The gift of life is ours to give

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Dr Poonam Khetrapal Singh, Regional Director South-East Asia, WHO, elucidates how countries have made steady and sustained progress with regards to blood donation

The WHO South-East Asia Region continues to accelerate action to ensure that everyone, everywhere has timely access to sufficient and secure blood and blood products, and safe transfusion services. Blood transfusions are required to treat and manage a range of health conditions that people from all countries and of all incomes experience, from thalassemia and haemophilia, to complications during pregnancy and childbirth, severe trauma and surgical procedures.

Yet, globally, 42 per cent of blood is collected in high-income countries, which are home to just 16 per cent of the world’s population. In lower-middle-income countries, the median blood donation rate is 6.8 per 1,000 people. In low-income countries, it is five. The region requires at least two million more units of blood every year, which must be mobilised from voluntary, non-remunerated donors.

WHO is committed to support all countries in the region to increase safe and secure donations, especially from the young – a key focus of this year’s World Blood Donor Day celebration “Give blood and keep the world beating.”

The region has, in recent years, made steady and sustained progress. All countries in the region have developed national blood policies, which they continue to implement. Most countries have in place national guidelines on the appropriate clinical use of blood, which is critical to prevent unnecessary blood transfusions and efficiently utilising available blood stocks.

Based on data from the Global Database for Blood Safety, 100 per cent of all blood donated in the region is screened for transfusion-transmitted infections. The proportion of blood donated by voluntary, non-remunerated donors is more than 80 per cent.

Between 2013 and 2018, the region increased blood donations by 2.37 million units – the third highest increase, globally. All countries in the region are committed to achieve Universal Health Coverage (UHC), which inter alia requires everyone, everywhere to have access to safe, sufficient and secure blood, blood products and services.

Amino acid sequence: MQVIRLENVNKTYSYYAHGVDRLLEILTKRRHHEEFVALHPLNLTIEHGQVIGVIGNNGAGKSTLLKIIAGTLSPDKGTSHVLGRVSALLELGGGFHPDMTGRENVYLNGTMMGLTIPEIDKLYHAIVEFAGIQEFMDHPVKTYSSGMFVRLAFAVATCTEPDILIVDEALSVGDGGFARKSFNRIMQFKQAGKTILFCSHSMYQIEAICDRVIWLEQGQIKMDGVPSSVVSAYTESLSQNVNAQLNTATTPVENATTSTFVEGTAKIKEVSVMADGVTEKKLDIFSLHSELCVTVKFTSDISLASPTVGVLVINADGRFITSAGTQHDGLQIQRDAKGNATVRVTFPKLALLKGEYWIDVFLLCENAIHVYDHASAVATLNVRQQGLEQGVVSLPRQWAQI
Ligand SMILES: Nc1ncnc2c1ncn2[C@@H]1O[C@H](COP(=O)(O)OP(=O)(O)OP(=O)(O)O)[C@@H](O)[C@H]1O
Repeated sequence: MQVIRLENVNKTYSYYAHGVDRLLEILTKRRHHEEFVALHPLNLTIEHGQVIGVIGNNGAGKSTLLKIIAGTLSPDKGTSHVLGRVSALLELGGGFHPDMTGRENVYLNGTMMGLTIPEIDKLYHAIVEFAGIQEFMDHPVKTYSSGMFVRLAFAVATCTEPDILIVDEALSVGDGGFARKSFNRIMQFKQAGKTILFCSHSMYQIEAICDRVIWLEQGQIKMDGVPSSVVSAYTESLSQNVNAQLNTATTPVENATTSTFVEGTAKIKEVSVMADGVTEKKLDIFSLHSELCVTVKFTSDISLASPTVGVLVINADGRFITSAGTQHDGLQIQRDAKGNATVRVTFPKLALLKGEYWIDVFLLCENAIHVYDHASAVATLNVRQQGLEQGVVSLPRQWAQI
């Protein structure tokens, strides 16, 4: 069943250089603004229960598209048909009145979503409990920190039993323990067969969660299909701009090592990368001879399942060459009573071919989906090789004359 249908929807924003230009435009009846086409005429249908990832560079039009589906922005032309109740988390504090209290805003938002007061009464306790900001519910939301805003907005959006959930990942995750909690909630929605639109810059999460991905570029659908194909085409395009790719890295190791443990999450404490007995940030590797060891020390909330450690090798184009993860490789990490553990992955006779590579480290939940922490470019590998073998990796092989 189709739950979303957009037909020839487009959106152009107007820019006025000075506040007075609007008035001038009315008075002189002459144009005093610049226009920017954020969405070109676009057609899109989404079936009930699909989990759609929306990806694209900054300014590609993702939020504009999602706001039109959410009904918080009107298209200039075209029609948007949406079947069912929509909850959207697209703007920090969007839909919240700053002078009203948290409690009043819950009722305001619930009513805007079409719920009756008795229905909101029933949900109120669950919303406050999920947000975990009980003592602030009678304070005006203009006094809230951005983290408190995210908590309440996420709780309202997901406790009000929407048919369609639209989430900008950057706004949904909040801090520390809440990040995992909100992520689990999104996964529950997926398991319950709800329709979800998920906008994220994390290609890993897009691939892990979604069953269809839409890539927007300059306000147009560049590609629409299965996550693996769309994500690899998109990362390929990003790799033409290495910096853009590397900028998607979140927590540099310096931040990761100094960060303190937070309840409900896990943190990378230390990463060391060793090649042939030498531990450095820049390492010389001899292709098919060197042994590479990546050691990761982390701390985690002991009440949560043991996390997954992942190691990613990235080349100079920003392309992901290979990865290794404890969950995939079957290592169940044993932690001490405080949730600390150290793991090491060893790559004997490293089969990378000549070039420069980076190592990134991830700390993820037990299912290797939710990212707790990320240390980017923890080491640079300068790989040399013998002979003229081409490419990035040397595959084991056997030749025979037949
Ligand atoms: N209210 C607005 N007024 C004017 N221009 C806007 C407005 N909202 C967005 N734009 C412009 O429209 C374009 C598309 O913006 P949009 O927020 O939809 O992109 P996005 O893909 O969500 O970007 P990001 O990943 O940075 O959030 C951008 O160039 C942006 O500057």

Amid the ongoing COVID-19 response, WHO will continue to support countries in the region to maintain and strengthen blood donation and blood transfusion services. Over the past 18 months, all countries have implemented public awareness campaigns aimed at mobilising voluntary, non-remunerated donations. Most member states have facilitated transportation for donors, helping offset the impact of public health and social measures, which continue to be applied or relaxed based on epidemiological evidence.

In all countries of the region, management of blood-stock inventory has been a key priority, helping ensure transfusion-dependent patients, such as those with thalassemia and sickle cell anaemia, do not suffer due to lack of blood. These and other interventions must continue to be strengthened, with a focus on consolidating and expanding supply and enhancing haemovigilance.

As today’s commemoration highlights, young people must be at the fore of blood recruitment strategies. Young people are full of idealism, enthusiasm and creativity. Region-wide, hundreds of millions of young people are looking to change their communities and countries for the better. Voluntary, non-remunerated and regular blood donation is one of the most effective, impactful ways that young people can save lives and improve people’s health. To empower young people to act, increase overall donations and achieve lasting generational change, intensified public outreach and engagement is essential.

Throughout the COVID-19 crisis, regular blood donors have continued to give, despite limited mobility and other challenges. Their extraordinary effort has increased health system resilience and must be celebrated for what it is – a life-saving gift and an expression of human solidarity.

Throughout the COVID-19 response, but also beyond it, every person’s contribution takes us one step closer to achieving UHC, the flagship priority and Sustainable Development Goal (SDG) target that underpins all others.

On World Blood Donor Day, WHO reiterates its commitment to support all countries in the region to provide sufficient and secure blood and blood products and safe transfusion services, to all who need them. The gift of life is ours to give.

blood donationBlood transfusionDr Poonam Khetarpal SinghWHOWorld Blood Donor Day
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